Llull’s scheme reproduces the Sufi stages and pathways, the traigas, which include gnosis, truth, negation and final union (see Cardona Castro 1984, p. 152).21 To be more precise, Llull’s encyclopaedic Arbor Scientiae comprises seven trees, including the angelical, the maternal, Christological, divine and celestial (see Molina 1970).22 Llull’s pathway operates in parallel to Ibn al-‘Arabi’s Seven Days of the Heart, not least in its numerical distribution.23 Llull wrote his Arbor at the same time as Bonaventure produced his Lignum Vitae (Tree of Life). The Majorcan must have known, through his Franciscan affiliation, about the Italian trend of humanising Christ’s somatic Passion, as shown precisely in the arborisation of the ecstasy.24
Michael McGaha explains the natural inclination of many Christian authors to adopt Sufi mannerisms, symbols and narratives by referring to the perception that they had Christian origins.25 Indeed, Christians often considered Sufi materials pre-Islamic, ascribing them to the shared monotheistic substrate of Christians and Muslims, from Bedouin poetry and Hellenistic thought to Christian monasticism in Syria. They held in common the classical concept of Logos as religious causality, the Biblical Word and Aristotelian Verb identified with the same God.
As a catalyst of religious syncretism, Llull’s legacy remained vibrantly relevant in the 15th century. His name is omnipresent in controversies between secular and religious intellectuals, such as that of the Cancionero de Baena between Manuel Ferrán de Lando (c. 1380–1450) and the Franciscan Fray Lope del Monte (first half of the 15th century). The latter goes as far as questioning the validity of part of Llull’s doctrine, branding it “dichos civiles”: “pero ſy me fabla de rremon luliſta / ſofryr non me cunple ſus dichos çeuiles” [“and if you talk to me about Ramon Llull, / I shall not suffer his statements as a lay Franciscan”].26 Scholastics of the 15th century entertained the plausible suspicion that some of the most outlandish attributions to Ramon Llull were either apocryphal or not intended to be read as doctrinal materials, especially when they seemed to openly reproduce Sufi or Kabbalistic matter. Inevitably, syncretism and versatility introduce the concepts of canon and orthodoxy into the doctrinal debate, and those are the terms of most late medieval conversations. However, heterodoxy accounts for at least some of the continuities between Sufism, Llull and the Carmelite mystics.27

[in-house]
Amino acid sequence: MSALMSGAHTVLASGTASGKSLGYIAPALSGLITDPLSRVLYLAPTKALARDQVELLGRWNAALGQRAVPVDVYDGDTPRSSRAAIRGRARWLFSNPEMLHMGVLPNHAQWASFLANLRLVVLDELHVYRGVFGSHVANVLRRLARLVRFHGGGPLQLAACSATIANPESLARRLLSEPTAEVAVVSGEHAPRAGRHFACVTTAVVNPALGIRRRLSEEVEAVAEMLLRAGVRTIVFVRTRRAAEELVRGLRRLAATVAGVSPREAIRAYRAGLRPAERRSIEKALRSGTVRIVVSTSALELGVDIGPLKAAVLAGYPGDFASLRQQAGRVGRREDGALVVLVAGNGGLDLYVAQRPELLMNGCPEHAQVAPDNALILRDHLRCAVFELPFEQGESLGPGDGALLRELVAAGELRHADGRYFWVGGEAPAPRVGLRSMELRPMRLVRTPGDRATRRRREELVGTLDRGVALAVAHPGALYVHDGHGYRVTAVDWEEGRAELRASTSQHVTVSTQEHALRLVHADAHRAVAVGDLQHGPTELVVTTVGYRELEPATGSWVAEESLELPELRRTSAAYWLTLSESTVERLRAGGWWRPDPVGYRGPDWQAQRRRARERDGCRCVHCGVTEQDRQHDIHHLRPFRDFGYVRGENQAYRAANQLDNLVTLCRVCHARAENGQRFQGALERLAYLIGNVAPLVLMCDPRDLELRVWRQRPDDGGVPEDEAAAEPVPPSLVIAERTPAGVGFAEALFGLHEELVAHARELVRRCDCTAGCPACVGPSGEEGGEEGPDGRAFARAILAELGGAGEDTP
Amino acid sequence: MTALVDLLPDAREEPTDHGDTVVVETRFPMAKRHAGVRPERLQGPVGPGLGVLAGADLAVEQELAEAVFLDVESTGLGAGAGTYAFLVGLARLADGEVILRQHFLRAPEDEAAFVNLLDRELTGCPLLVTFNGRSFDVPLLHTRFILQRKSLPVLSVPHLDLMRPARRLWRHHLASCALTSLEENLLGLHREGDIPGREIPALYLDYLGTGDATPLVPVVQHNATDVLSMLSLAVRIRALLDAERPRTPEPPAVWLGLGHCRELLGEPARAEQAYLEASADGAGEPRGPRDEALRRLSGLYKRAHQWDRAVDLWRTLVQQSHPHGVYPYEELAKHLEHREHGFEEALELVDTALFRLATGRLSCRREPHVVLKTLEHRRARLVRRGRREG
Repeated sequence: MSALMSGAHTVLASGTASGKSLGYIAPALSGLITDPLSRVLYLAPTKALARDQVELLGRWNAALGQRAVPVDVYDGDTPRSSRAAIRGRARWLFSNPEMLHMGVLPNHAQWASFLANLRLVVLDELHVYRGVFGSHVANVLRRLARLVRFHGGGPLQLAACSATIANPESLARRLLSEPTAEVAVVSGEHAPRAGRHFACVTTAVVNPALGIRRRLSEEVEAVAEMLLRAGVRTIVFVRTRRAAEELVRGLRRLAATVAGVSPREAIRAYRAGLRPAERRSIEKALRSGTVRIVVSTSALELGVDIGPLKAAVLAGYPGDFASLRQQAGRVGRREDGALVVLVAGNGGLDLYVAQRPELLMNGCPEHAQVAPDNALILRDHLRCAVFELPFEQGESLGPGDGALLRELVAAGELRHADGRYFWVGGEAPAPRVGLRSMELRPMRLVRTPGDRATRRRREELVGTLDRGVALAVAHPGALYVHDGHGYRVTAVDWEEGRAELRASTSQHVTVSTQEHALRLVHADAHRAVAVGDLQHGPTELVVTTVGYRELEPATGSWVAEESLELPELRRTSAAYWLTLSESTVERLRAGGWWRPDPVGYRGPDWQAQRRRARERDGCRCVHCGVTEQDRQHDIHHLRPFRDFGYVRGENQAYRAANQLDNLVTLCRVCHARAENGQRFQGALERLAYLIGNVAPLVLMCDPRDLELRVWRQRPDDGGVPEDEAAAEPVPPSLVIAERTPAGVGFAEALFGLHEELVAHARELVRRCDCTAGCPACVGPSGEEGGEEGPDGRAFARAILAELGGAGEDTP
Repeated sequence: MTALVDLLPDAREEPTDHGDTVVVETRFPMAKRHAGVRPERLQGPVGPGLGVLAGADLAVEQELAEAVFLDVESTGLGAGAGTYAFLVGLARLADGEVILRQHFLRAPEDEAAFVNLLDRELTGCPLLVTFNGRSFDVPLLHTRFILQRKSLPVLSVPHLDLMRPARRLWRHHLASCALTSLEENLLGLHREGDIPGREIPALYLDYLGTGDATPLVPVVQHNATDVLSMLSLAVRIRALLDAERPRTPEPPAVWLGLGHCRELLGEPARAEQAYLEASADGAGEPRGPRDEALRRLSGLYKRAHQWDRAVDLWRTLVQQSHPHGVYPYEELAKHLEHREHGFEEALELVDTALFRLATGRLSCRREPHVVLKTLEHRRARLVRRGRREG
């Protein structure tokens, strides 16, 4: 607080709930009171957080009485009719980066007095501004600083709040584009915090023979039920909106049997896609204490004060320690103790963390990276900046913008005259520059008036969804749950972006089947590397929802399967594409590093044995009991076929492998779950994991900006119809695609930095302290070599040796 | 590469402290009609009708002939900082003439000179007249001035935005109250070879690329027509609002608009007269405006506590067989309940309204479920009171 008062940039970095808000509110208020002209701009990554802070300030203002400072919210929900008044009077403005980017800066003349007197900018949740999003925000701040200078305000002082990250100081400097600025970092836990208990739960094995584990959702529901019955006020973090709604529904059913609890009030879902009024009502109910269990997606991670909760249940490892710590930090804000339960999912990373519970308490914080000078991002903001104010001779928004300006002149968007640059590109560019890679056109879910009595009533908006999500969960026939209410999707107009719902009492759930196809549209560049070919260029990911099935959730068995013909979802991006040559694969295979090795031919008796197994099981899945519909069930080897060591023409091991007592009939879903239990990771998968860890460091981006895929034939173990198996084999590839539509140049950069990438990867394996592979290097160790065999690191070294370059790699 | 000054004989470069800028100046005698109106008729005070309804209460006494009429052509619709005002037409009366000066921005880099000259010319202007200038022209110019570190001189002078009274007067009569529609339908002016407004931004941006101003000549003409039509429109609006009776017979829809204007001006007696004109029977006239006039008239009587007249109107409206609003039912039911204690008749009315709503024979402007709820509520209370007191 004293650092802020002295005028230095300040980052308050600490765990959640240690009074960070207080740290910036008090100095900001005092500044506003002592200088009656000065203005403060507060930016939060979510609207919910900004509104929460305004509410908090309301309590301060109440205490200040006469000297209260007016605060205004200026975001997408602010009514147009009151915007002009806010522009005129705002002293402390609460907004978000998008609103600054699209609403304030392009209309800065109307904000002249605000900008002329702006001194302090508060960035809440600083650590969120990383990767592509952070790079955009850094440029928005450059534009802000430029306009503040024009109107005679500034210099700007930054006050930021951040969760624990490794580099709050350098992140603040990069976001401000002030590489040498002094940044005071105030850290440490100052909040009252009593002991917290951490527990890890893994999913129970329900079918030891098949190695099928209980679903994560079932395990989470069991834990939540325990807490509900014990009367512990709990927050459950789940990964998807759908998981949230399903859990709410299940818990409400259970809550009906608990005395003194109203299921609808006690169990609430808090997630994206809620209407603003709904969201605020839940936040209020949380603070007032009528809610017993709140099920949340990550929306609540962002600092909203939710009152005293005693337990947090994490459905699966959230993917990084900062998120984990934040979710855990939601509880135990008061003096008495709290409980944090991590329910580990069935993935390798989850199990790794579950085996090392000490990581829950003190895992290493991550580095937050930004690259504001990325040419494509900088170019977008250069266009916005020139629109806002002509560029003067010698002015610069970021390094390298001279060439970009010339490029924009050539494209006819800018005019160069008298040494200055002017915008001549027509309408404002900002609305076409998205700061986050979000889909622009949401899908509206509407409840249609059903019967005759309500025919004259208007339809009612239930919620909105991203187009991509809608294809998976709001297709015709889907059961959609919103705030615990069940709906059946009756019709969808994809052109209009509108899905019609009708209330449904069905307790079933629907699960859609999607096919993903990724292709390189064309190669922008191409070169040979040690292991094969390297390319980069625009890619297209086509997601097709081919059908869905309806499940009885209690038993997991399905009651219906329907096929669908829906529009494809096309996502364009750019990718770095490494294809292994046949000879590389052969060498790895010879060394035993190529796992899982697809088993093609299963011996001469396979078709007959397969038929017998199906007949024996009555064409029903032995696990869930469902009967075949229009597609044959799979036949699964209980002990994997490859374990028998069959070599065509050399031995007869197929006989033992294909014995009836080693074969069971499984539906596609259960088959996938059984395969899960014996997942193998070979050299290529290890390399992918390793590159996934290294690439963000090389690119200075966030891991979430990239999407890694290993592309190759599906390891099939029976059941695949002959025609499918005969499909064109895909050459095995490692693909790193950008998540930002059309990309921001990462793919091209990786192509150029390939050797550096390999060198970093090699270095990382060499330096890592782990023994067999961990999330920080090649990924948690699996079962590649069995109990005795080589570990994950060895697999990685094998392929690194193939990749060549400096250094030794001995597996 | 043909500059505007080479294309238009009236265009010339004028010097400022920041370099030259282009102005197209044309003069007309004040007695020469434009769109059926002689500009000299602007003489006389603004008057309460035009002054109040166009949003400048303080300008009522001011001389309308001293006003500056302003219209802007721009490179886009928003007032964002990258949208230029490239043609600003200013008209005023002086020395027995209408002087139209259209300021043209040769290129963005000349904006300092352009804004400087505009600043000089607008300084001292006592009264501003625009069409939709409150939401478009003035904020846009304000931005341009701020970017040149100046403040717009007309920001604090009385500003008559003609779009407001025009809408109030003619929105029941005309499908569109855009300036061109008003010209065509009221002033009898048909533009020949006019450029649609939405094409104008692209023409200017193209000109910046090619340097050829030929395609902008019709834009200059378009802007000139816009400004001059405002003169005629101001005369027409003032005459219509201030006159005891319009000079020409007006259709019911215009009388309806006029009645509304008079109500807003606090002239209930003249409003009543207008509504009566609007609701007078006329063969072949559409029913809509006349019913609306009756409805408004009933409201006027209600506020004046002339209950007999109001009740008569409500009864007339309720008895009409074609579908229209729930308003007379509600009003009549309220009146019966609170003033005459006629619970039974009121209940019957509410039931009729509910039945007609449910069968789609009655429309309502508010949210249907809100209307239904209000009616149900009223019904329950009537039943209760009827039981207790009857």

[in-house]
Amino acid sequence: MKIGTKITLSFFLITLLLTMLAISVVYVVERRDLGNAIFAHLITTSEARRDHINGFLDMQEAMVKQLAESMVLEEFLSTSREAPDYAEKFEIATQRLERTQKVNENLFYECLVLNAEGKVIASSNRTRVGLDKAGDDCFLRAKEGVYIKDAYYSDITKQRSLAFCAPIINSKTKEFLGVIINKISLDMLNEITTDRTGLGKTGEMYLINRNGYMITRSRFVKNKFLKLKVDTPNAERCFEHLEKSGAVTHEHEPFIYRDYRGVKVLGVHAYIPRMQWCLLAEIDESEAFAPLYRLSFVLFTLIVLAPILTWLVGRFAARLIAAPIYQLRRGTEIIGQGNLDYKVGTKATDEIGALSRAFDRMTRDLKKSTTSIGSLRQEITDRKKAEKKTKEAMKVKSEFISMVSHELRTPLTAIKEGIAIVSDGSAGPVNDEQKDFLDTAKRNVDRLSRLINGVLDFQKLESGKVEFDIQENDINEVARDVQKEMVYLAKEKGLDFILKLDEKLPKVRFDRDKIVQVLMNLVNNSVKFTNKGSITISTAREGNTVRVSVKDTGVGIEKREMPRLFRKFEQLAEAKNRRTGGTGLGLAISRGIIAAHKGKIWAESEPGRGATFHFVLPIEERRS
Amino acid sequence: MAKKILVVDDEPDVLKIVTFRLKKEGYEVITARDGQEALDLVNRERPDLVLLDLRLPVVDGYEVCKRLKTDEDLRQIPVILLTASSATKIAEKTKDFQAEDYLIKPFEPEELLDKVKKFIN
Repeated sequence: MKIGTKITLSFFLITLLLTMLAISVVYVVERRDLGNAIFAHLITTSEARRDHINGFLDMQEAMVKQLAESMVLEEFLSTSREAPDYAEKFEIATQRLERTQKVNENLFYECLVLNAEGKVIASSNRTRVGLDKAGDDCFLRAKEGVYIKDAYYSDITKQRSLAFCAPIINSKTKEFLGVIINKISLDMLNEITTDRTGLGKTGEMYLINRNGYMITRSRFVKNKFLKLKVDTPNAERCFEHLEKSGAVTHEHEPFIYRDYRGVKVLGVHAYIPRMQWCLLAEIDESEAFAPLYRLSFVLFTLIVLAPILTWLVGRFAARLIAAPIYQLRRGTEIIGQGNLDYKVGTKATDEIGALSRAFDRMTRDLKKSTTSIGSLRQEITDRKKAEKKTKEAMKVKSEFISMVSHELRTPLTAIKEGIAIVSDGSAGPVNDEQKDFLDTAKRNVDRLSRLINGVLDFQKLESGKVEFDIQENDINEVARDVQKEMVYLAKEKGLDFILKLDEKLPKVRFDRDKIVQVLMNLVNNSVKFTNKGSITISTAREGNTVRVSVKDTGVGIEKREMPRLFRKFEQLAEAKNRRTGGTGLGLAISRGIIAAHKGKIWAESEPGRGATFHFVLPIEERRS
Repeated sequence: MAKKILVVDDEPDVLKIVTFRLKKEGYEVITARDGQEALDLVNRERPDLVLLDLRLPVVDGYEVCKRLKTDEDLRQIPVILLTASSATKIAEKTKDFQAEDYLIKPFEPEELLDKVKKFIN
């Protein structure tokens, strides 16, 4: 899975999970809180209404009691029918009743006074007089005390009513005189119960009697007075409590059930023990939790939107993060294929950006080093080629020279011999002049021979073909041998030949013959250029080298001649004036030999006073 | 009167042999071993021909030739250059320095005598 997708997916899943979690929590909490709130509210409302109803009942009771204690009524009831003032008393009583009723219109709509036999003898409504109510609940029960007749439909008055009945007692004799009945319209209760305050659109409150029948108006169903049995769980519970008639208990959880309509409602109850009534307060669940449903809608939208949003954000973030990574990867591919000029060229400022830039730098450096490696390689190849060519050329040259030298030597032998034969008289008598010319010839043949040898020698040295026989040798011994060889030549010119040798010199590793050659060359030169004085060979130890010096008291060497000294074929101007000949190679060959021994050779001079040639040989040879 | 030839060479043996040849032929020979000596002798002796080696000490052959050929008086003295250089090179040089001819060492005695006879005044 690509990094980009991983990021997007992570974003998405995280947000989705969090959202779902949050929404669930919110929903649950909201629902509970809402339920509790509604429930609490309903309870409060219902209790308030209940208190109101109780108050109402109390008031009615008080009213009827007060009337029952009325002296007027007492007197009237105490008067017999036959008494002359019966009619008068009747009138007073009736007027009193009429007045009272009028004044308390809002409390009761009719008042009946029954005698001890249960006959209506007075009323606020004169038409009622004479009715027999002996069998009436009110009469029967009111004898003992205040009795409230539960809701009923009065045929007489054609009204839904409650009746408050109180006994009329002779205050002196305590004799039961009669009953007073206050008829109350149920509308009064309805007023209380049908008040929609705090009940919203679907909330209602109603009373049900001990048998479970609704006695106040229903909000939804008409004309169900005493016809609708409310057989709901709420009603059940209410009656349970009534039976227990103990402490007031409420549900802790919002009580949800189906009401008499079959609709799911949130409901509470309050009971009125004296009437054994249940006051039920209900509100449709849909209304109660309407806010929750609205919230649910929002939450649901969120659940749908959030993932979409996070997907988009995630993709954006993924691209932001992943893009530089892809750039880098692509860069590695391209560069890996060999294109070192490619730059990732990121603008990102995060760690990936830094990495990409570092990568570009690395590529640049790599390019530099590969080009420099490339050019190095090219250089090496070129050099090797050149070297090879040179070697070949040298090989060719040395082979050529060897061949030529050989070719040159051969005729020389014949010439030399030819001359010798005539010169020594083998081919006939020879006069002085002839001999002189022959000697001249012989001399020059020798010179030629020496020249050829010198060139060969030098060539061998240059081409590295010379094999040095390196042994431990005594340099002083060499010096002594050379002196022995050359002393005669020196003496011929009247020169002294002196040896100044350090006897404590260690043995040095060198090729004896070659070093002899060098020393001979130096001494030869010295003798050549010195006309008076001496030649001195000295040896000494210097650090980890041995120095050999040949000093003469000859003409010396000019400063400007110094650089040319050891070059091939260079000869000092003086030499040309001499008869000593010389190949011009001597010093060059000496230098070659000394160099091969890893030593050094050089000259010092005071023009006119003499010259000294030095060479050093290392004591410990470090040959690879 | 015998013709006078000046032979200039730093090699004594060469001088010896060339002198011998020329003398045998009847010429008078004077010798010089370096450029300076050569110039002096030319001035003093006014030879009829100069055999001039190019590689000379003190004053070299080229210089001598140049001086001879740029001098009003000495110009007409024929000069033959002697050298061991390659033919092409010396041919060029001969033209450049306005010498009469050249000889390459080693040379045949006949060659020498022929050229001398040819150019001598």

4. The Christianity of Sufism

The popular belief that the emotive systems of the three religions of the Book were one and the same is recorded in disparate but entirely relevant chronological and geographical frameworks: from Abraham Maimuni’s (1186–1237) view that Sufism was a form of Kabbalah wrongly rejected by the Jews, a theory that found ample oral echo in Egypt, to Hernando de Talavera’s 15th century quest for converting Jews by means of using Kabbalistic texts, it is evident that a line of continuity that transcended the Iberian Peninsula and the canon of each of three religions existed. Ramon Llull, his works and his biography (as notable in his conversations with his fellow Majorcan Ibrahim Magaluf) often inspired dialogical exchanges between Christians and Muslims. At least three early modern cancioneros include the Disputa que fue fecha en la cibdad de Fec delante del Rey e de sus sabios, illustrating the early modern relevance of these medieval lines of thought.28 In the Disputa, Llull and Magaluf star in a theosophical debate in which they use Quranic passages to explain the Passion of Christ and to confirm the humanity, divinity and prophetic truth of Jesus (see Vendrell de Millàs 1957, pp. 371–76).